How many seats does John Boehner’s party need to control the House? If you guessed 218, you are wrong.
The correct answer is 28. That’s how many Republicans, counting the House speaker himself, voted to raise the debt limit with no strings attached.
Harry Reid called it “the right thing.” The White House praised it as a “positive step.” The Boehner 28 called it progress. “You’re not even going to clap for me getting this monkey off of our backs?” the speaker asked.
The monkey in question is not the $17 trillion national debt.
A case could certainly be made for a clean debt ceiling resolution. The Obama administration was not likely to deal. Congressional Republicans have repeatedly engaged in such brinkmanship only to wind up capitulating in the end.
Why repeat past mistakes and distract the public from the slow-motion disaster that is Obamacare? “When your enemy is in the process of destroying himself,” Sun Tzu supposedly said, “stay out of his way.”
But the more apt quote may be attributed to Pogo: “We have met the enemy and he is us.”
Republicans have won one real spending battle with the Obama administration. The result was sequestration. Sequestration was then partially traded away for mandatory spending savings in the Ryan-Murray budget. About half of those savings go away when the military cost-of-living adjustments are restored.
It would be easier to credit Republicans for passing on another debt-ceiling imbroglio in order to live and fight another day, if there was any evidence that day would ever come.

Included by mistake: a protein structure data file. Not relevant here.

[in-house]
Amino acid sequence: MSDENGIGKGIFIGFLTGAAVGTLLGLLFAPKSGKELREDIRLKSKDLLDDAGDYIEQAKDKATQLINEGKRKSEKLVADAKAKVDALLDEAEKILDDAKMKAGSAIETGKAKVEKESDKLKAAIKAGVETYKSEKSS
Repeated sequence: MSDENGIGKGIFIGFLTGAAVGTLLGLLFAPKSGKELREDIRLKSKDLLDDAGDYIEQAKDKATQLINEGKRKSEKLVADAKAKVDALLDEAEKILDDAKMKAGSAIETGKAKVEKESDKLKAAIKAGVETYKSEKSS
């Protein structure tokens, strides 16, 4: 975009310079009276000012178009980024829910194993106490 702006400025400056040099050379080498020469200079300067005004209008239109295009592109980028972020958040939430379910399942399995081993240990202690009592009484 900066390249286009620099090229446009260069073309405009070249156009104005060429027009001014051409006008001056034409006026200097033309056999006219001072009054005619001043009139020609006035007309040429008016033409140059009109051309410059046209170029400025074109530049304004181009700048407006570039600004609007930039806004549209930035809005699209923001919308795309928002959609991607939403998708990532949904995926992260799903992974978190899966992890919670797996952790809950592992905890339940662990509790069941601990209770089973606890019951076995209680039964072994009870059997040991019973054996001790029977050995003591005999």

Divided government has temporarily halted the early Obama administration’s explosive growth in federal spending and yielded short-term deficit reduction. According to the Congressional Budget Office, however, deficits will start rising again in 2016.
The long-term problems of the national debt and our entitlement program’s unfunded liabilities have barely been touched. Meanwhile, the labor force is shrinking and the baby boomers are retiring.
“With debt so large, federal spending on interest payments will increase substantially as interest rates rise to more typical levels,” the CBO states. “Moreover, because federal borrowing generally reduces national saving, the capital stock and wages will be smaller than if debt was lower. In addition, lawmakers would have less flexibility than they otherwise would to use tax and spending policies to respond to unanticipated challenges.”
This is the legacy for which the president and the speaker expect applause.